British Indian-born artist Anish Kapoor has dedicated his biggest-ever sculpture to Chinese dissident artist Ai Weiwei, who was detained by Chinese authorities last month. “I, as a colleague, I don’t know him personally…feel that as artists we have a communal voice and it is important that we stick together, that we have a sense of solidarity with each other,” said Mr. Kapoor in an interview with BBC Radio 4 on the eve of the public opening of his new Paris show on Tuesday. Mr. Ai, who in the past has openly criticized China’s establishment for its human rights record, was prevented from boarding a flight in Beijing airport last month and has been out of contact since.
Leviathan, the work Mr. Kapoor chose to dedicate to his Chinese colleague, is an ominous red space made of steel and PVC sheets that fills 13,500 square meters of the Nave in the Grand Palais. It makes up this year’s MONUMENTA exhibition in the French capital and runs until June 23. Mr. Kapoor, one of his generation’s most-highly regarded artists, said he would like the art world to do more in his defense, floating the idea museums and galleries could close for a day. “Perhaps all museums should be closed for a day. Museums and galleries across the world. I think some such campaign needs to form itself,” he said in the interview.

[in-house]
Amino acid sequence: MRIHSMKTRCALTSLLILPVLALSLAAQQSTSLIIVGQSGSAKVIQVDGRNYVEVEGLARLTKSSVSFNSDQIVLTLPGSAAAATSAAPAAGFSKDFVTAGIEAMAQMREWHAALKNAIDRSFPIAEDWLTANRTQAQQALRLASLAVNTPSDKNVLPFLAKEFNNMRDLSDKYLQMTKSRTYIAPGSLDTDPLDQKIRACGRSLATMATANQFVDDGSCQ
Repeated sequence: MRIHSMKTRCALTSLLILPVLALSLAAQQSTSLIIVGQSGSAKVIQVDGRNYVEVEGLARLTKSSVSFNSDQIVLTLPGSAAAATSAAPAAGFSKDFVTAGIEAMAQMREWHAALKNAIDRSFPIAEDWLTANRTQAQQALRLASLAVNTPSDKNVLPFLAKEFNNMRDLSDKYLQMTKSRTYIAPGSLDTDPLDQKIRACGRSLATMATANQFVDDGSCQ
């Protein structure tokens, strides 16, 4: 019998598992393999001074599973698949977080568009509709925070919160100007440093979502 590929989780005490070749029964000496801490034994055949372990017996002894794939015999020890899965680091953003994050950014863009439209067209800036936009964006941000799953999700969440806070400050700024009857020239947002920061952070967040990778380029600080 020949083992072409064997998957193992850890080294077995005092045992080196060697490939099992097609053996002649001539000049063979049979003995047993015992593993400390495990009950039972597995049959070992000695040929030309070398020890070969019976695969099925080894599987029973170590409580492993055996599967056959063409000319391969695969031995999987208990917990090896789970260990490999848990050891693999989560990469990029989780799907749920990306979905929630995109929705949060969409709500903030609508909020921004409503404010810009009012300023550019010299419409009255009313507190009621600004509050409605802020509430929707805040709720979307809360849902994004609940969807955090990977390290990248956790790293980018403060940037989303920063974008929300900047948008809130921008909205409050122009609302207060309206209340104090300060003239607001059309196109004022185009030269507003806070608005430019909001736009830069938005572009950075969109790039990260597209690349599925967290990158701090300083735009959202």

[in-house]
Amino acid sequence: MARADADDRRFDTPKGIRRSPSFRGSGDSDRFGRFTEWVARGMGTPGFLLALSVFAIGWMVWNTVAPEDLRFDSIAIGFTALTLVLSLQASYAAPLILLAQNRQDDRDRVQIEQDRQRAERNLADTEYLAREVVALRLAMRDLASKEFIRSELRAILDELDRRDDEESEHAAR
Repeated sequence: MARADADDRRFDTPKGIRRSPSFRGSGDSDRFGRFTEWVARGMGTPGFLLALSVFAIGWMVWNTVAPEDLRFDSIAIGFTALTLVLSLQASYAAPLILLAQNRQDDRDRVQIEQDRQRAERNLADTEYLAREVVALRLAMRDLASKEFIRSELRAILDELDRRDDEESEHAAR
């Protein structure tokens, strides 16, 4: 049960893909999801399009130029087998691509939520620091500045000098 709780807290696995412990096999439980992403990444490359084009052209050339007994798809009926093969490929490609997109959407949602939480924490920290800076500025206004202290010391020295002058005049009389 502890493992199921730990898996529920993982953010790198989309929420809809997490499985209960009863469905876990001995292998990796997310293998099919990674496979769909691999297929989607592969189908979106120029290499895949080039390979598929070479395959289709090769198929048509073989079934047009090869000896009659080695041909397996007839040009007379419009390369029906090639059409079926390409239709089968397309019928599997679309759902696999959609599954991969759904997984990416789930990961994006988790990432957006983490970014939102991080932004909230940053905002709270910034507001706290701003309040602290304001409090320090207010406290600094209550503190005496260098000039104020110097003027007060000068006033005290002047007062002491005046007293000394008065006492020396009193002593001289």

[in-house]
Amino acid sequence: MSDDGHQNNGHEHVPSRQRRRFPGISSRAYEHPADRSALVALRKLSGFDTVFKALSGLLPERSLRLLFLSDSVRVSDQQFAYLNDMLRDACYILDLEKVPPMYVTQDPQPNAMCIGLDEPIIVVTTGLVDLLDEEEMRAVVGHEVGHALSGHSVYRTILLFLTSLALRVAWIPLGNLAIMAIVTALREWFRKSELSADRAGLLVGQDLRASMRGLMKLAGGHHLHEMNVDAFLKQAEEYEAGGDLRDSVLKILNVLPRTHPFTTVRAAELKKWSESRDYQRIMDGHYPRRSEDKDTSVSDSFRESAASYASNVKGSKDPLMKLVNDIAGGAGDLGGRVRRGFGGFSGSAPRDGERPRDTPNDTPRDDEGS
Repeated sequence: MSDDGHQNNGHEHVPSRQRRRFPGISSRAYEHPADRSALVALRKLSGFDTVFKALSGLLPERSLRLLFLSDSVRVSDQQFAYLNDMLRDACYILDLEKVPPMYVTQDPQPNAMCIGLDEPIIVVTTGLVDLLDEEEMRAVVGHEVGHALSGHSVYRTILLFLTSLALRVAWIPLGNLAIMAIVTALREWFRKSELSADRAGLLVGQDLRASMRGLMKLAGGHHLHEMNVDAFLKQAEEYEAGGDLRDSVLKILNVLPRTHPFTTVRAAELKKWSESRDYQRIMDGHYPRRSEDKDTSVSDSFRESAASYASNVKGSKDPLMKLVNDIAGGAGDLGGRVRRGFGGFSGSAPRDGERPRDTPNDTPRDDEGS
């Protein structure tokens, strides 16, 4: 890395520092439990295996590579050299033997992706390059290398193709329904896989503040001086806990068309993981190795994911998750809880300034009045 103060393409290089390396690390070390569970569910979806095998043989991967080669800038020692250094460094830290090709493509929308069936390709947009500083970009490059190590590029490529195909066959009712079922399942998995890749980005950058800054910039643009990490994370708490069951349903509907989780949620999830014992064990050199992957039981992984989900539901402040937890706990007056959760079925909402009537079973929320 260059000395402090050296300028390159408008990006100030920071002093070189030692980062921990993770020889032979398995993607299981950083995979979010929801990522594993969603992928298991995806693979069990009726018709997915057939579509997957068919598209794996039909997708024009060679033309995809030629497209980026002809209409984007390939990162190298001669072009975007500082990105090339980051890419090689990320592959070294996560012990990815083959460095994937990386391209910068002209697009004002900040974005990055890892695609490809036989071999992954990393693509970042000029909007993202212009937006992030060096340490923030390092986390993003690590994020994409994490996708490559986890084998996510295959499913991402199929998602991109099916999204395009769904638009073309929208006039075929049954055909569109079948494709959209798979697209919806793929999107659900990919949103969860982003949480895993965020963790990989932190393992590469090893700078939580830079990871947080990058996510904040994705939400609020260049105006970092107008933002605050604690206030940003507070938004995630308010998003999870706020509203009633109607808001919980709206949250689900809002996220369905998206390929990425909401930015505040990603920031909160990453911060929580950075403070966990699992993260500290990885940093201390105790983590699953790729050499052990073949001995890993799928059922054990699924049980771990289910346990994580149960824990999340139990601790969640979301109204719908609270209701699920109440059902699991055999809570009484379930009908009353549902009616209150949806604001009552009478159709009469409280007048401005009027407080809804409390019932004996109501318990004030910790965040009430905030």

The Turner Prize winner announced the dedication just as curator Roger Buergel, known for helping put on the iconic Documenta art exhibition in 2007, slammed the international art community for failing to speak out strongly enough on Mr. Ai’s disappearance. “I think most of them are glad to be rid of Ai Weiwei,” Mr. Buergel, who invited Mr. Ai to Documenta, said in an interview with Germany’s Spiegel Online. “Young Western artists are producing works that amount to nothing more than footnotes in art history, and then this Chinese artist appears who takes a totally different approach and makes 98 percent of the art world look very, very old.” Mr. Kapoor, whose art world credentials are firmly established, was anything but passive in defending his fellow artist.